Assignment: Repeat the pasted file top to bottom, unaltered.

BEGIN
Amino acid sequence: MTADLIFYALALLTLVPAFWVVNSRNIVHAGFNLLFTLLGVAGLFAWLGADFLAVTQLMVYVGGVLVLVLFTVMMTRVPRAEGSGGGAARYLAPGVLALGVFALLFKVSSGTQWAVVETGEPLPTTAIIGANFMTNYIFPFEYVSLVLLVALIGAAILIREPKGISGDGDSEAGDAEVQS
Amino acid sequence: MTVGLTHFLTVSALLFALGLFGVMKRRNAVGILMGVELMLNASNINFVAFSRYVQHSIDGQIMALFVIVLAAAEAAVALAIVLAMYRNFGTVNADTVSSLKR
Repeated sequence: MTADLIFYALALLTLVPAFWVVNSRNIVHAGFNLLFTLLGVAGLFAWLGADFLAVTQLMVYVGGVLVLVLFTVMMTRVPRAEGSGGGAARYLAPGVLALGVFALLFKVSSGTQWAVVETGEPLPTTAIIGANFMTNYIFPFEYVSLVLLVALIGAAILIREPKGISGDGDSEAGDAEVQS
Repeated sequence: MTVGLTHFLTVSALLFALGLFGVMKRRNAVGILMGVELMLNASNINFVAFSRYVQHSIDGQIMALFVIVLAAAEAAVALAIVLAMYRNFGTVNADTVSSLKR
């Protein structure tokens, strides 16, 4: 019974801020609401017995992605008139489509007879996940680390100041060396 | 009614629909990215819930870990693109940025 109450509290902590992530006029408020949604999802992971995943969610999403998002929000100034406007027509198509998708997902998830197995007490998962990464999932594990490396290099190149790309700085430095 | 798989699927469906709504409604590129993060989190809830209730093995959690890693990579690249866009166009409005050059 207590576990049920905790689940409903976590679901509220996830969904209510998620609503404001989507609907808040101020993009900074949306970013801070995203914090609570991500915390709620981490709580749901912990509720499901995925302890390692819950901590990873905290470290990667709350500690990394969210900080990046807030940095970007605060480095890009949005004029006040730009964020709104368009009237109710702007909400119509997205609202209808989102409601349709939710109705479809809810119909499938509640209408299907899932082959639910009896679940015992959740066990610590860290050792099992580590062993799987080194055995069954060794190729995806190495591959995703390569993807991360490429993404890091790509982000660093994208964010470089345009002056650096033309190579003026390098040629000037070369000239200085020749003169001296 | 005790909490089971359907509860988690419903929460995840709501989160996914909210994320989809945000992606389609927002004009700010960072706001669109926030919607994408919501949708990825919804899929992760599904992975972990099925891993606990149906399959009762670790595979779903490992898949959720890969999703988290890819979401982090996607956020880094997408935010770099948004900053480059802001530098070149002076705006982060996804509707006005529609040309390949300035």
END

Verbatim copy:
Amino acid sequence: MTADLIFYALALLTLVPAFWVVNSRNIVHAGFNLLFTLLGVAGLFAWLGADFLAVTQLMVYVGGVLVLVLFTVMMTRVPRAEGSGGGAARYLAPGVLALGVFALLFKVSSGTQWAVVETGEPLPTTAIIGANFMTNYIFPFEYVSLVLLVALIGAAILIREPKGISGDGDSEAGDAEVQS
Amino acid sequence: MTVGLTHFLTVSALLFALGLFGVMKRRNAVGILMGVELMLNASNINFVAFSRYVQHSIDGQIMALFVIVLAAAEAAVALAIVLAMYRNFGTVNADTVSSLKR
Repeated sequence: MTADLIFYALALLTLVPAFWVVNSRNIVHAGFNLLFTLLGVAGLFAWLGADFLAVTQLMVYVGGVLVLVLFTVMMTRVPRAEGSGGGAARYLAPGVLALGVFALLFKVSSGTQWAVVETGEPLPTTAIIGANFMTNYIFPFEYVSLVLLVALIGAAILIREPKGISGDGDSEAGDAEVQS
Repeated sequence: MTVGLTHFLTVSALLFALGLFGVMKRRNAVGILMGVELMLNASNINFVAFSRYVQHSIDGQIMALFVIVLAAAEAAVALAIVLAMYRNFGTVNADTVSSLKR
């Protein structure tokens, strides 16, 4: 019974801020609401017995992605008139489509007879996940680390100041060396 | 009614629909990215819930870990693109940025 109450509290902590992530006029408020949604999802992971995943969610999403998002929000100034406007027509198509998708997902998830197995007490998962990464999932594990490396290099190149790309700085430095 | 798989699927469906709504409604590129993060989190809830209730093995959690890693990579690249866009166009409005050059 207590576990049920905790689940409903976590679901509220996830969904209510998620609503404001989507609907808040101020993009900074949306970013801070995203914090609570991500915390709620981490709580749901912990509720499901995925302890390692819950901590990873905290470290990667709350500690990394969210900080990046807030940095970007605060480095890009949005004029006040730009964020709104368009009237109710702007909400119509997205609202209808989102409601349709939710109705479809809810119909499938509640209408299907899932082959639910009896679940015992959740066990610590860290050792099992580590062993799987080194055995069954060794190729995806190495591959995703390569993807991360490429993404890091790509982000660093994208964010470089345009002056650096033309190579003026390098040629000037070369000239200085020749003169001296 | 005790909490089971359907509860988690419903929460995840709501989160996914909210994320989809945000992606389609927002004009700010960072706001669109926030919607994408919501949708990825919804899929992760599904992975972990099925891993606990149906399959009762670790595979779903490992898949959720890969999703988290890819979401982090996607956020880094997408935010770099948004900053480059802001530098070149002076705006982060996804509707006005529609040309390949300035």